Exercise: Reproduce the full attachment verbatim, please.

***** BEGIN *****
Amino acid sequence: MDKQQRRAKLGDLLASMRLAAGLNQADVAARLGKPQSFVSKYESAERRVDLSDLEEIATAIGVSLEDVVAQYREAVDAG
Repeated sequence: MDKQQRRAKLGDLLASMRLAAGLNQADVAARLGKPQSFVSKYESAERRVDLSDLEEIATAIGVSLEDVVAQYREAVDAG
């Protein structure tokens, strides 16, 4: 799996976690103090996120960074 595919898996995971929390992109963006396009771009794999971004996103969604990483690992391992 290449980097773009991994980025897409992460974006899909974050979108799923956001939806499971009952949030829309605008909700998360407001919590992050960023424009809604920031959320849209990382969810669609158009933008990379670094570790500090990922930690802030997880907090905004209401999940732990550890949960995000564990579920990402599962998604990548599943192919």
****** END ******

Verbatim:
Amino acid sequence: MDKQQRRAKLGDLLASMRLAAGLNQADVAARLGKPQSFVSKYESAERRVDLSDLEEIATAIGVSLEDVVAQYREAVDAG
Repeated sequence: MDKQQRRAKLGDLLASMRLAAGLNQADVAARLGKPQSFVSKYESAERRVDLSDLEEIATAIGVSLEDVVAQYREAVDAG
């Protein structure tokens, strides 16, 4: 799996976690103090996120960074 595919898996995971929390992109963006396009771009794999971004996103969604990483690992391992 290449980097773009991994980025897409992460974006899909974050979108799923956001939806499971009952949030829309605008909700998360407001919590992050960023424009809604920031959320849209990382969810669609158009933008990379670094570790500090990922930690802030997880907090905004209401999940732990550890949960995000564990579920990402599962998604990548599943192919």